Adjective "detect" definition and examples

(Detect may not be an adjective, but it can be used as an adjective, click here to find out.)

Pronunciation

/dɪˈtɛkt/

Definitions and examples

verb

Discover or identify the presence or existence of.
  1. 'The presence of nitrite is detected by a colour change to pink upon addition of specific reagents that can be seen visually.'
  2. 'In truth, she had thought that they would have detected each other's presence sooner.'
  3. 'Some of the increase can be traced to better ways of recognising cancer and detecting cancer in an early stage.'
  4. 'When his presence was detected the music paused and the gathering cheered his arrival.'
  5. 'As soon as the immune system detects the presence of a pathogen it mounts a response to kill it, which is highly successful in most cases in healthy people.'
  6. 'If a person under hypnosis is told that a glass of plain water is sweet, then he will really detect a sweet taste in the water.'
  7. 'As the produce of the land was the ultimate source of nearly all raw material and energy inputs, Landers detects a distinctive pattern in the organisation of production.'
  8. 'The men who manned the security machines did not notice Atta, or detect the knives that his team smuggled on to the plane.'
  9. 'Diagnostic kits for detecting hepatitis B alone are exempt from excise duty.'
  10. 'A pulse-Doppler radar operator detects an aircraft by noting a difference in the frequency of the transmitted and reflected energy.'
  11. 'Paul detected a faint note of weariness in his father's voice'
  12. 'I could barely detect the horseradish in the creamy bed of mashed potato, a more generous grating would have perked it up.'
  13. 'The male equine raised his head, his thin ears rotated slowly, detecting a faint sound.'
  14. 'He had just got done taking a shower but I could still detect the faint smell of bleach.'
  15. 'But the false note that can be detected in this episode has been sounding throughout the book, albeit more quietly.'
  16. 'For all the laughs their comedies still elicit, you can't help but detect a note of regret in their remarks.'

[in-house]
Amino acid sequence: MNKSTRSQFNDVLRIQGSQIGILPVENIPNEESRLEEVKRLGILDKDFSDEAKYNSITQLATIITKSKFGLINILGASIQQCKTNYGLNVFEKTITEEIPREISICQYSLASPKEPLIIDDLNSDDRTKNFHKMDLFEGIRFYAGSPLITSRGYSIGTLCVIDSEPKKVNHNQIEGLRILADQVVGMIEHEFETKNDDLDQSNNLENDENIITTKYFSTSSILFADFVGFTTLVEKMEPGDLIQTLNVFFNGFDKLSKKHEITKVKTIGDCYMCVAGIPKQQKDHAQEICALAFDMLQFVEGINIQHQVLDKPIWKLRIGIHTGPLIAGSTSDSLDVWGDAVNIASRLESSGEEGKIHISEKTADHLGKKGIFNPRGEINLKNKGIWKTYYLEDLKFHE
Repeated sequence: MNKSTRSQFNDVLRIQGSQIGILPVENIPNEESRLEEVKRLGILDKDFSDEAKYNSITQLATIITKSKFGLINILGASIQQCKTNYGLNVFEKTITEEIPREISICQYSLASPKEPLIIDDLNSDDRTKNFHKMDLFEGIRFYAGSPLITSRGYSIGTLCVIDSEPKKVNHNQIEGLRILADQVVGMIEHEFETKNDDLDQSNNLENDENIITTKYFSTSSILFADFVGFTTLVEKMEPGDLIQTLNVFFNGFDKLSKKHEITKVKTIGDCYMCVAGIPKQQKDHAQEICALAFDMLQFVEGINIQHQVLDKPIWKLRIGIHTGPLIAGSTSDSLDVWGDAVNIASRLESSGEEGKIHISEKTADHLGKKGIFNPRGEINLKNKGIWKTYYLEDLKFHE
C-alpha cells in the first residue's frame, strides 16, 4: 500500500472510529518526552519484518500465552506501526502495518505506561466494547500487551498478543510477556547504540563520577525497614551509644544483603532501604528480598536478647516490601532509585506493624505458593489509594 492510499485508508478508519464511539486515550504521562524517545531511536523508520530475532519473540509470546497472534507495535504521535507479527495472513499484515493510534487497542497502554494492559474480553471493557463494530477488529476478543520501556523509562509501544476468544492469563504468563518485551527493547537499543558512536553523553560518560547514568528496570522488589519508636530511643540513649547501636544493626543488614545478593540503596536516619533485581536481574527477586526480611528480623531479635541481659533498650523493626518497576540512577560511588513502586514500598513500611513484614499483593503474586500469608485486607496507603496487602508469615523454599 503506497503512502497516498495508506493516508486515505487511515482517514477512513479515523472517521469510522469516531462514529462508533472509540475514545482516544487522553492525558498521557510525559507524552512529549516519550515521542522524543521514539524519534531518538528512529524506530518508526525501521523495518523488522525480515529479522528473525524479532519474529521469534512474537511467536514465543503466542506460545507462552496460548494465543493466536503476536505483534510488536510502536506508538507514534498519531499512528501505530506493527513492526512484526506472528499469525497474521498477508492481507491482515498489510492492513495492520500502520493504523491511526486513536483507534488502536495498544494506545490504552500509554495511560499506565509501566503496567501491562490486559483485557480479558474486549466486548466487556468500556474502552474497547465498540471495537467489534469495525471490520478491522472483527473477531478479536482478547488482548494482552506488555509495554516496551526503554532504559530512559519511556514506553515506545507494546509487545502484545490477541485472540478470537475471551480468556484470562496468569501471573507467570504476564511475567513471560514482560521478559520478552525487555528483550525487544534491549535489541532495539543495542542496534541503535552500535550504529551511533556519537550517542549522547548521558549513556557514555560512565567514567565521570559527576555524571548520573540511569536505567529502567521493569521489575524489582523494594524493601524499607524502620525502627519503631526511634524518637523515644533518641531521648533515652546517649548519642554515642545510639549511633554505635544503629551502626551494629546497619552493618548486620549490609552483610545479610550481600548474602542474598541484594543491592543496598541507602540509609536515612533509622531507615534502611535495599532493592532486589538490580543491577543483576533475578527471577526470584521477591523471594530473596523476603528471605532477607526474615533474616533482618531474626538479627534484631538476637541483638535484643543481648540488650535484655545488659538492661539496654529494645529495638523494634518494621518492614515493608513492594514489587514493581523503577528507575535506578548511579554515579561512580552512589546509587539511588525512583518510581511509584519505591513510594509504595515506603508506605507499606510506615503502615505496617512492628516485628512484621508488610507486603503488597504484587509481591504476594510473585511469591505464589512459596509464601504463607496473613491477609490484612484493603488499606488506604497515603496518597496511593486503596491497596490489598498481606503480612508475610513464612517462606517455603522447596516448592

17. 'Bhogji village in Osmanabad district could be detected by the smells that emanated from it.'
  18. 'And, at the very end I swear I could detect the faint beginnings of a smile in his voice.'
  19. 'You can almost hear the organ playing devotional music in the background, and detect the faintest whiff of incense on the breeze.'
  20. 'Mr Hutchence says staff first detected a faint smell the day before - but on Wednesday it was much stronger.'
  21. 'the public can help the police to detect crime'
  22. 'Online insurer Esure is to use technology that recognises when a speaker is under stress in a bid to detect fraud.'
  23. 'The scam was detected when a ChoicePoint employee noticed a suspicious application to open a customer account.'
  24. 'To detect the fraud however one must study the picture more closely.'
  25. 'He had great praise for Portlaoise Business Watch and said the group had a strong record in detecting and preventing crime in local shops.'
  26. 'The figures reveal Malmesbury police have succeeded in their crack-down on crime by detecting more offences than any other police area in Wiltshire.'
  27. 'High Street betting shops do not identify gamblers which can make detecting fraud, and prosecuting fraudsters, more difficult.'
  28. 'His misconduct was detected because access to those sites was blocked.'
  29. 'Keys allow for ongoing access and the ability to return files, so it's hard to detect theft.'
  30. 'As a commercial credit auditor, her job was to detect fraud in receivables accounting.'
  31. 'Even the fact that there is the ability to detect murder before it is committed is a complex issue.'

More definitions

1. to discover or catch (a person) in the performance of some act: to detect someone cheating.

2. to discover the existence of: to detect the odor of gas.

3. to find out the true character or activity of: to detect a spy.

4. Telecommunications. to rectify alternating signal currents in a radio receiver. to demodulate.

More examples(as adjective)

"components can be detect with carbonates."

"components can be detect in solutions."

"components can be detect in calcites."

"people can be detect."

"doctors can be detect."

More examples++

Origin

Late Middle English: from Latin detect- ‘uncovered’, from the verb detegere, from de- (expressing reversal) + tegere ‘to cover’. The original senses were ‘uncover, expose’ and ‘give someone away’, later ‘expose the real or hidden nature of’; hence the current (partly influenced by detective).